funding feud

Canadian relatives of Oct. 7 victims take government to court over renewed UNRWA funding

The 'decision to re-instate UNRWA funding flies in the face of Canada's own anti-terrorism provisions of the criminal code,' states the families’ application for judicial review

Dawoud Abo Alkas/Anadolu via Getty Images

Palestinian families take refuge under harsh conditions at a school affiliated to the United Nations Relief and Works Agency for Palestine Refugees (UNRWA) at the Daraj neighborhood as the Israeli attacks continue in Gaza City, Gaza on February 6, 2024.

Canadian families whose relatives were murdered by Hamas on Oct. 7 sued Ottawa in federal court to block the government’s plan to reinstate funding to the U.N. Relief and Works Agency.

Canada paused its funding for UNRWA, the U.N. agency dealing with Palestinian refugees and their descendants, after Israel provided evidence that some of its staff took part in the Hamas attack on Israel last year, and UNRWA’s leadership dismissed them to investigate the allegations. Later reports found that large numbers of UNRWA staff are members and supporters of Hamas.

Last month, however, Canadian Minister of International Development Ahmed Hussen’s office announced that Ottawa “will be lifting its temporary pause” and supports the U.N.’s “processes to address the allegations and reinforce its zero tolerance for terror” after having reviewed an interim report on the matter. The statement touted UNRWA’s “vital role in Gaza, providing over 2 million people with humanitarian relief.” 

The families’ application for judicial review, filed with the Centre for Israel and Jewish Affairs (CIJA), Jewish federation’s advocacy arm in Canada, contends that the Canadian government demonstrably knew about UNRWA’s ties to Hamas, a terrorist group proscribed by Ottawa, and as such, the “decision to re-instate UNRWA funding flies in the face of Canada’s own anti-terrorism provisions of the criminal code.” According to Canadian law, it is “a criminal offense to collect or provide property or make available financial or other services knowing that they will be used in whole or in part for the purpose of facilitating terrorist activity.”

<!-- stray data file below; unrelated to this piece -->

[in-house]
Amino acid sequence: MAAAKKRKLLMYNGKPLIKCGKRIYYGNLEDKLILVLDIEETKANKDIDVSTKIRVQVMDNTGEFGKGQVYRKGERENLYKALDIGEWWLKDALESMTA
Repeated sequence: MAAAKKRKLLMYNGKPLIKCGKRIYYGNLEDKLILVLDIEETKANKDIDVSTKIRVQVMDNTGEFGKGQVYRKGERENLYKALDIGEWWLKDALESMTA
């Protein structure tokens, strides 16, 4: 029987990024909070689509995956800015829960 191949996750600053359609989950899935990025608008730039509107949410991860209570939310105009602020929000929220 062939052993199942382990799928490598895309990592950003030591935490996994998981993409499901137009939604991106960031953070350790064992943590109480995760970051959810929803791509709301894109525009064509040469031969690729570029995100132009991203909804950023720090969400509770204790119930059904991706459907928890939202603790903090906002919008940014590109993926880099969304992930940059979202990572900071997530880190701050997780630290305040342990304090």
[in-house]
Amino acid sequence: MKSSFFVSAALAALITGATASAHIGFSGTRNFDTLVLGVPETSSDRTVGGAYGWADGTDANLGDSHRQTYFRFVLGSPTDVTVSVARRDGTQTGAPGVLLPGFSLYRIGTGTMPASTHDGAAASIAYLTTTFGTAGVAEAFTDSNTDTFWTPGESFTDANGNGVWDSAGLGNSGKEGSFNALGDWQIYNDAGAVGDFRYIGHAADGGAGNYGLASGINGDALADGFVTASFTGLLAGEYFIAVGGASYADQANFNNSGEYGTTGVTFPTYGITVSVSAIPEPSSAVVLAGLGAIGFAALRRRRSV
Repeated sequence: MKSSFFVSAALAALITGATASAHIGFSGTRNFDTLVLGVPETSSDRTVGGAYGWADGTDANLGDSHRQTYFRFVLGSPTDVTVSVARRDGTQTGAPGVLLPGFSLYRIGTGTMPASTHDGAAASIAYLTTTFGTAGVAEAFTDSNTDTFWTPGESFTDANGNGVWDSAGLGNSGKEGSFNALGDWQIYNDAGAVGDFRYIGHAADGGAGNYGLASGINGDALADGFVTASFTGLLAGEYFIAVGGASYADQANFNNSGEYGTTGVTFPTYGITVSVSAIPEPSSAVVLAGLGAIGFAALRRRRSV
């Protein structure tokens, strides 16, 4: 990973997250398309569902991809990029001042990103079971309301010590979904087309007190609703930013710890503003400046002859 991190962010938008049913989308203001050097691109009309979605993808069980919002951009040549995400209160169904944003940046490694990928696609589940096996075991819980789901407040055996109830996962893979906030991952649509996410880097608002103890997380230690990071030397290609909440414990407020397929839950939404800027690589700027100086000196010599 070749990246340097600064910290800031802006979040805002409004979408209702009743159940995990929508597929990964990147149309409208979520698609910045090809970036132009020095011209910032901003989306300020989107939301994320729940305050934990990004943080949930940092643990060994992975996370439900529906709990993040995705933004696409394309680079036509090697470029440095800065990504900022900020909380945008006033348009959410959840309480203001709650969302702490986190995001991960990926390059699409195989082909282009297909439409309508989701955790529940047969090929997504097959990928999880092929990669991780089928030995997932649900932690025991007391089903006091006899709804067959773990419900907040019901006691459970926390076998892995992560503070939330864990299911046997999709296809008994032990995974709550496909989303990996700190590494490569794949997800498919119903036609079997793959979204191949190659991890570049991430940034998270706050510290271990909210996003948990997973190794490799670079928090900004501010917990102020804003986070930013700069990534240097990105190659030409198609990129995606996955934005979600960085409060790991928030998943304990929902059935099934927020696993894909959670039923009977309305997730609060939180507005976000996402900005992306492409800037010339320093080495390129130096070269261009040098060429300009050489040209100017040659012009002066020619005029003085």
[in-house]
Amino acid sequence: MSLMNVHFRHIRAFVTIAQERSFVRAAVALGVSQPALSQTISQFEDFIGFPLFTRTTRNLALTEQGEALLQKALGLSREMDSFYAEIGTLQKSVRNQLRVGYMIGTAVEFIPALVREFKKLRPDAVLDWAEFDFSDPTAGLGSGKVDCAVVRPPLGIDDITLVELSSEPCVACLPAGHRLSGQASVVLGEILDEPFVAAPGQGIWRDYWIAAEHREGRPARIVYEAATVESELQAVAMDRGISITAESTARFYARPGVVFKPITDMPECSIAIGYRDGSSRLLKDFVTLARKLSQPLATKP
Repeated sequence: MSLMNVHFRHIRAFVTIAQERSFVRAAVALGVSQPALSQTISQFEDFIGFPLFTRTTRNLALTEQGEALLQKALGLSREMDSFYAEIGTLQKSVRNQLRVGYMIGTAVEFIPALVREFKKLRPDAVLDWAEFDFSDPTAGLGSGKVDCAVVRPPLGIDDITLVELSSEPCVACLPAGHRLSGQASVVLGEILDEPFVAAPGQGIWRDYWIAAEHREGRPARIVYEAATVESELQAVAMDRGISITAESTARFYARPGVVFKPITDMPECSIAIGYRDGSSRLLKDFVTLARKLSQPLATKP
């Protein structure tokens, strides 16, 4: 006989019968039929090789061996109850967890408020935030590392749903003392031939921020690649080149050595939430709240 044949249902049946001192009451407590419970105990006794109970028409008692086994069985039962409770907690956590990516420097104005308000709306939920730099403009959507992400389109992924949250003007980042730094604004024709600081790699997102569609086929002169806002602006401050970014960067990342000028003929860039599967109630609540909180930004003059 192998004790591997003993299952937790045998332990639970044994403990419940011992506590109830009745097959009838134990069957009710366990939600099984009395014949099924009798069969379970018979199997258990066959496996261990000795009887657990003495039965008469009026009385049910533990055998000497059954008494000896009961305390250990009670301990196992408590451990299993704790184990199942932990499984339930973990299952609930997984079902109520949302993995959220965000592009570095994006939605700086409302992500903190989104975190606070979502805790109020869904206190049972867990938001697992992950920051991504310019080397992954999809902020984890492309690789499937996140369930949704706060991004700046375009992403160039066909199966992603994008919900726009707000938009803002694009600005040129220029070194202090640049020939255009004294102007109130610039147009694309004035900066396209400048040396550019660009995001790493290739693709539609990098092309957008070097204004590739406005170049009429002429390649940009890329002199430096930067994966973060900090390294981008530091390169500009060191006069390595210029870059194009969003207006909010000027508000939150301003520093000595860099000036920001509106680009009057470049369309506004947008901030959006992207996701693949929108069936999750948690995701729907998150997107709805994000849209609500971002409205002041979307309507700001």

CIJA stated that with its “well-documented links to Hamas, a terrorist organization under Canadian law,” by funding UNRWA, Ottawa would be “in violation of its own anti-terrorism legislation.”

CIJA Vice President Richard Marceau, a former member of Canada’s parliament, said that Ottawa should not transfer tax money to UNRWA until there is a judicial ruling following the organization’s petition, noting that “there are other credible and qualified organizations for this humanitarian aid, such as the Canadian International Development Agency (CIDA), the World Food Program, and the United Nations Office for Project Services.” 

“Canadian money given to UNRWA will only help Hamas continue attacking Jews and other Israelis,” Marceau said. 

Among the family members joining the petition are Dikla Mizrachi, mother of Ben Mizrachi; Iris Liniado, daughter of Judith Weinstein Haggai; Jacqui Vital, mother of Adi Vital-Kaploun; and Raquel Ohnona, mother of Alexandre Look. They released a statement that they are “appalled and sickened by the decision of the Canadian government to reinstate funding to UNRWA given its ties and support of the terrorism that took our loved ones’ lives.”

Canada’s reinstatement of funding to UNRWA also came as Ottawa announced a ban on military exports to Israel.

In the U.S., the 2024 budget bill banned funding UNRWA until next year and introduced additional oversight for any aid going to Gaza.

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